Understanding Pilot Charts and How they Can Help in Planning a Cruise
When the Atlantic hurricane starts, I think of how Pilot Charts can help analyze each month storms. I consider August the beginning of the Atlantic Hurricane season, although technically, it runs from June 1 through Nov. 30. But I call it the beginning, because traditionally, there are no big storms before August. Tropical storms will develop, maybe even a Category 1 or 2, but the big storms—what they call “major storms”—develop starting in August and this continues through mid-October. The height of the season is said to be around Sept. 10-11, about mid-point of this more active storm period. Major storms never really have developed after mid-October, although times could be changing.
When I first came to Florida in the winter of 1979, I really knew nothing about hurricanes, being from the West. I had purchased a 26-foot Folkboat that I was living on in Palm Beach (yes—Palm Beach, town of the rich and famous, although most of us at the Royal Poinciana docks were lowly liveaboards) at a small marina, and I was planning to cruise the Bahamas during the summer. I needed to know more about the winds and currents in the areas I was going to be in, plus I figured I better learn something about hurricanes, and my studies led me to Pilot Charts. I can’t remember the cost, but I remember they were expensive to me. But they were so intriguing, I bought a set anyway (since I consider them bordering on sacred, I still have them to this day).
Pilot Charts cover five regions of the world’s oceans. The one of concern to our region is the North Atlantic, which goes as far south as the northeast coast of South America. Since Pilot Charts are concerned with sailing conditions, there is a chart for each month. For the North Atlantic, there is a separate chart for the northern North Atlantic (Labrador and north), the central North Atlantic (south to Guyana), and a chart showing, in a larger scale than the central chart, the Gulf of Mexico and the Caribbean Sea, which is important for those sailing and cruising the Southeast U.S., the Bahamas and the Carribean. Each of these regions have a chart for each month. You can therefore use the chart to learn about the winds and currents in each month.
Pilot Charts Show Winds, Currents and Major Hurricane Tracks of Past Storms
On each Pilot Chart are Windroses of prevailing winds – showing both direction and strength of winds. Also shown on each chart are the currents and storms for the month covered. Other monthly information is given, depending on the location and month, like wave heights, water clarity, surface pressure, air temperatures, ice limits, visibility and gales. See the Wind Roses, taken monthly from Pilot Charts, on our monthly weather page in each issue of SOUTHWINDS.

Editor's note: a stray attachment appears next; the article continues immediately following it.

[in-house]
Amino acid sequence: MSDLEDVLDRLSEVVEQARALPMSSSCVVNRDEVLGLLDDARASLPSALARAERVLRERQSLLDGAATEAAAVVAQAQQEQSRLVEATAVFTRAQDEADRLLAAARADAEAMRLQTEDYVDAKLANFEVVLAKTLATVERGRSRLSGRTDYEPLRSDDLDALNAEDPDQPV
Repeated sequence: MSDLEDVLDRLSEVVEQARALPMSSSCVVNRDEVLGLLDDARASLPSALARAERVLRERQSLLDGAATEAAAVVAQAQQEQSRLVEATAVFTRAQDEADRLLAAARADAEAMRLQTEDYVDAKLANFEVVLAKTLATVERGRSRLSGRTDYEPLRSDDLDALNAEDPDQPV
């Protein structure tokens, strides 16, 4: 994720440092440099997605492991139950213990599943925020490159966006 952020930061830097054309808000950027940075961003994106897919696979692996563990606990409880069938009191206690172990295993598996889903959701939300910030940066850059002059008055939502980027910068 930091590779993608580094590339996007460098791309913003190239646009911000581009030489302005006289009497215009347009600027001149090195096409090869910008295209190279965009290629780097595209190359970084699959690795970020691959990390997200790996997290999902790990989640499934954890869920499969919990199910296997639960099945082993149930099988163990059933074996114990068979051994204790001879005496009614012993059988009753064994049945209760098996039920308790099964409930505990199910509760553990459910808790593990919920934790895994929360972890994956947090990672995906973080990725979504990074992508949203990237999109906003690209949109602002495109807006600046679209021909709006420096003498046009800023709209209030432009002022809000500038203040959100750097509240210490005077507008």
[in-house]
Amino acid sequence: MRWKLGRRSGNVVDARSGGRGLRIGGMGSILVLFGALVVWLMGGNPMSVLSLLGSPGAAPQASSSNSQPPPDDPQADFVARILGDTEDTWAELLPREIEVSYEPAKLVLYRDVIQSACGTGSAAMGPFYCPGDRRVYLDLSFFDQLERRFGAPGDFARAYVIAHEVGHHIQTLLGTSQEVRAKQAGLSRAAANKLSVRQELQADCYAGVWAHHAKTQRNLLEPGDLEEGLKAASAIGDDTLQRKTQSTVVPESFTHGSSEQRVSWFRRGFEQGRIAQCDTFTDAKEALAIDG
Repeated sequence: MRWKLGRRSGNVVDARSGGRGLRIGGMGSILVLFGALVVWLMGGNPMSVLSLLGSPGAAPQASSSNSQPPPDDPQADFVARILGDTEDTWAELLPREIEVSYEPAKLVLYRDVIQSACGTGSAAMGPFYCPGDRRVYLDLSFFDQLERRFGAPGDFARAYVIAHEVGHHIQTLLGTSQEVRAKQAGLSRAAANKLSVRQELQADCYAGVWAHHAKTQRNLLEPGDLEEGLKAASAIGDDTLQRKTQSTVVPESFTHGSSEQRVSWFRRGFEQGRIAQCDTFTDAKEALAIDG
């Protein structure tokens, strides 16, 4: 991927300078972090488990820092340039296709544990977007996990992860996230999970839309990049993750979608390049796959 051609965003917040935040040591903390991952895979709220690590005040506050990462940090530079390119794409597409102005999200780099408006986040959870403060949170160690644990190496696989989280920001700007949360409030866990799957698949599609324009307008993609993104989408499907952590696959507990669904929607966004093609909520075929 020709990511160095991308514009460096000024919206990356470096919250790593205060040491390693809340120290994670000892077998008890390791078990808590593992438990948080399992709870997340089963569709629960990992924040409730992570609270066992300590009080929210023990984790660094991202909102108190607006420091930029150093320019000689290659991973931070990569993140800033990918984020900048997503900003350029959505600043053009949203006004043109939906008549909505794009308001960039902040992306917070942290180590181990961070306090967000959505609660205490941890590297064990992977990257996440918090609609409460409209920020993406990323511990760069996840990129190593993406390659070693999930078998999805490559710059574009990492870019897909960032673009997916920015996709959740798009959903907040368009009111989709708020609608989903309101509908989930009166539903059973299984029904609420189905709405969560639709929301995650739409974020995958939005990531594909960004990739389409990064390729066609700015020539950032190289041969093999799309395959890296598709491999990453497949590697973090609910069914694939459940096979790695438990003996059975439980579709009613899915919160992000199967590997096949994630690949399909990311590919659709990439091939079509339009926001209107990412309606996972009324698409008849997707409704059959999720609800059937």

The main feature that first sparked my interest was the tropical storm tracking. The map of the Caribbean and the Gulf of Mexico shows major storm tracks going back to the early 1900s. They even have a small map of the region showing probabilities that there would be a tropical storm in different zones of a grid.
The tracks of major hurricanes shows where storms became hurricanes and where they went. The differences for each month are informative. For example, in September—height of the storm season—they were all born southeast of the Gulf, around 20 degrees latitude and moved in a clockwise curve moving into the southeast states. If you look at the November chart, there are no tracks of severe storms and the probability of any tropical storm is low. Same for June and July. The busiest months are always August and September, and some in October, but history shows that the major storms happen only in early October. These are older storms pre-dating all the information we have today. Today, we have much more thorough information on past storm tracks on the internet. To view past storms, go to this website.
Where Pilot Charts Came From
The hurricane information is interesting, but the amount of data collected on prevailing winds, currents, air temperatures and pressure is monumental. Not so much today, since there are weather buoys, weather balloons and data collection today that is live and connected to data centers electronically, but before this modern age, this data was collected from ships at sea, by entries into the ship’s log and onto charts. It was first compiled, manually, in an organized system by Lieut. Matthew F. Maury, U.S. Navy, who studied thousands of ships’ logs and charts in the mid 1800s to make the information available to ships at sea. He is considered the father of modern oceanography and naval meteorology and one of the main results of his work are the Pilot Charts.
Where to Get Pilot Charts
Below you can view and/or download the Pilot Charts for each month for the Gulf of Mexico, Caribbean Sea, the Atlantic off the coast of Florida, and the Bahamas. For the Pilot Charts of the North Atlantic and the other oceans of the world, you can download them for free as PDFs at www.offshoreblue.com. Click on “Navigation,” then “World Pilot Charts.”
The above charts in this article link to hi-res images of the downloaded charts for the month of January (also available below). To view and/or download the Pilot Chart of the coast of Florida, the Caribbean Sea, the Bahamas and the Gulf of Mexico for each month, click on the month: